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H&M Cuts 1,500 Jobs as Inflation Hits Demand

All brands with revenues of greater than $100 million that transact in New York State are covered by the Act, which effectively means all major fashion brands, from Louis Vuitton to H&M.
All brands with revenues of greater than $100 million that transact in New York State are covered by the Act, which effectively means all major fashion brands, from Louis Vuitton to H&M. (Shutterstock)

Swedish fashion giant H&M on Wednesday became the first big European retailer to start layoffs by announcing 1,500 job cuts owing to softening demand as consumers cope with soaring inflation.

The move by the world’s No.2 fashion retailer comes as surging cost of living and the blow from the Ukraine war hurt consumer spending and pressured companies across Europe and the United States to save cash.

The cuts by the company, which employs roughly 155,000 people, are part of a plan launched in September to save 2 billion Swedish crowns per year.

The company said the savings would start to kick in from the second half of next year, while it will take a restructuring charge of 800 million Swedish crowns ($75.80 million) in the fourth quarter.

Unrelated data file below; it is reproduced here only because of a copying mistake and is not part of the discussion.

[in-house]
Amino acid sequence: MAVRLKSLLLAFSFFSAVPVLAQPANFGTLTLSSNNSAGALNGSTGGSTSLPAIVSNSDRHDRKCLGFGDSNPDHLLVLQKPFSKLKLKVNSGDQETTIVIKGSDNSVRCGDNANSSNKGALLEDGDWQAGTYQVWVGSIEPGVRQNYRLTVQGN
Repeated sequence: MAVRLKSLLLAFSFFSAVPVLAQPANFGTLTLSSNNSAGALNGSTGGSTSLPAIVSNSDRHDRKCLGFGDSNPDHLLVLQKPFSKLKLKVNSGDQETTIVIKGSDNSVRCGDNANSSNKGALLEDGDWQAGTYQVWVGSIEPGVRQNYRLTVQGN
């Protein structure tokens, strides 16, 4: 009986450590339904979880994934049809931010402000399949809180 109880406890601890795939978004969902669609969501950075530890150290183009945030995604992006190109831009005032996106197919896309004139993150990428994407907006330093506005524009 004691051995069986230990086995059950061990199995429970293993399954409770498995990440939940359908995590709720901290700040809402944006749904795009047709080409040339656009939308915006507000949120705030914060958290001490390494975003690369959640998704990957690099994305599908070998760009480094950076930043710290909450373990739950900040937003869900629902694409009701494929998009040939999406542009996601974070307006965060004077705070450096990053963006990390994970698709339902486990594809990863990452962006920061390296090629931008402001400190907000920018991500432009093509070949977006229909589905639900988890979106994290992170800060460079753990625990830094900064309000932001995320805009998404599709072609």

“We are in a big transition and the whole retail industry is facing a lot of challenges,” H&M’s investor relations head Nils Vinge told Reuters, pointing to headwinds from the pandemic, the Ukraine war and rising input, freight and energy costs.

“It’s very clear that when consumers have paid for their food ... energy, gas, and so on there is less to spend. So what is obvious is that demand for value for money increases”.

The lion’s part of the cuts would be made in Sweden, Vinge said.

While high-street retailers are struggling due to stiff competition from online-only brands, British fashion retailer Primark has recently announced plans to add 1,800 jobs in Spain and Britain as it benefits from shoppers trading down in price.

By Stine Jacobsen, additional reporting by Terje Solsvik in Oslo; editors: Louise Heavens and Arun Koyyur.

Learn more:

H&M Considers Charging for Online Returns to Cut Costs, CEO Says

The company is trying out the fees in Norway in coming days, embracing a measure that rivals have turned to as well, chief executive officer Helena Helmersson said.

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